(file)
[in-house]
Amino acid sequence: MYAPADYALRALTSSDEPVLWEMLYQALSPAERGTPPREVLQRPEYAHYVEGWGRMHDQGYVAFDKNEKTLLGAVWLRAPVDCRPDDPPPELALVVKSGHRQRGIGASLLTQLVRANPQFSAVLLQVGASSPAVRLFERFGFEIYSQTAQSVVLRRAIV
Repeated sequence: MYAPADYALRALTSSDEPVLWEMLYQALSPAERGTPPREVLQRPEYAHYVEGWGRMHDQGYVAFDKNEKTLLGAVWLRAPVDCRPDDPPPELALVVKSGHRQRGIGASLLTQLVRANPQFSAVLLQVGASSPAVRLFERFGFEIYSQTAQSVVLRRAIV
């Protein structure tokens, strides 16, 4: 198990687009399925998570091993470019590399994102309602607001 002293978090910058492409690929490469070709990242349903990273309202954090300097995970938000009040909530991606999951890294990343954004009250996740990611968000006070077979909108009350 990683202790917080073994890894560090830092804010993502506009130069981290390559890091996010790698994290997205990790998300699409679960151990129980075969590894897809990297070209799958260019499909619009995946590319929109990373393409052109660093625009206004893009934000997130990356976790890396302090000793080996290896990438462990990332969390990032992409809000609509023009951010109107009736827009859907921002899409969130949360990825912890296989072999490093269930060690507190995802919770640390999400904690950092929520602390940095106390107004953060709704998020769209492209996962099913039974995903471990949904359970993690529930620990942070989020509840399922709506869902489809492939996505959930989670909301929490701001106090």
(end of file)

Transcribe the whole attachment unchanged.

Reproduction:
[in-house]
Amino acid sequence: MYAPADYALRALTSSDEPVLWEMLYQALSPAERGTPPREVLQRPEYAHYVEGWGRMHDQGYVAFDKNEKTLLGAVWLRAPVDCRPDDPPPELALVVKSGHRQRGIGASLLTQLVRANPQFSAVLLQVGASSPAVRLFERFGFEIYSQTAQSVVLRRAIV
Repeated sequence: MYAPADYALRALTSSDEPVLWEMLYQALSPAERGTPPREVLQRPEYAHYVEGWGRMHDQGYVAFDKNEKTLLGAVWLRAPVDCRPDDPPPELALVVKSGHRQRGIGASLLTQLVRANPQFSAVLLQVGASSPAVRLFERFGFEIYSQTAQSVVLRRAIV
């Protein structure tokens, strides 16, 4: 198990687009399925998570091993470019590399994102309602607001 002293978090910058492409690929490469070709990242349903990273309202954090300097995970938000009040909530991606999951890294990343954004009250996740990611968000006070077979909108009350 990683202790917080073994890894560090830092804010993502506009130069981290390559890091996010790698994290997205990790998300699409679960151990129980075969590894897809990297070209799958260019499909619009995946590319929109990373393409052109660093625009206004893009934000997130990356976790890396302090000793080996290896990438462990990332969390990032992409809000609509023009951010109107009736827009859907921002899409969130949360990825912890296989072999490093269930060690507190995802919770640390999400904690950092929520602390940095106390107004953060709704998020769209492209996962099913039974995903471990949904359970993690529930620990942070989020509840399922709506869902489809492939996505959930989670909301929490701001106090």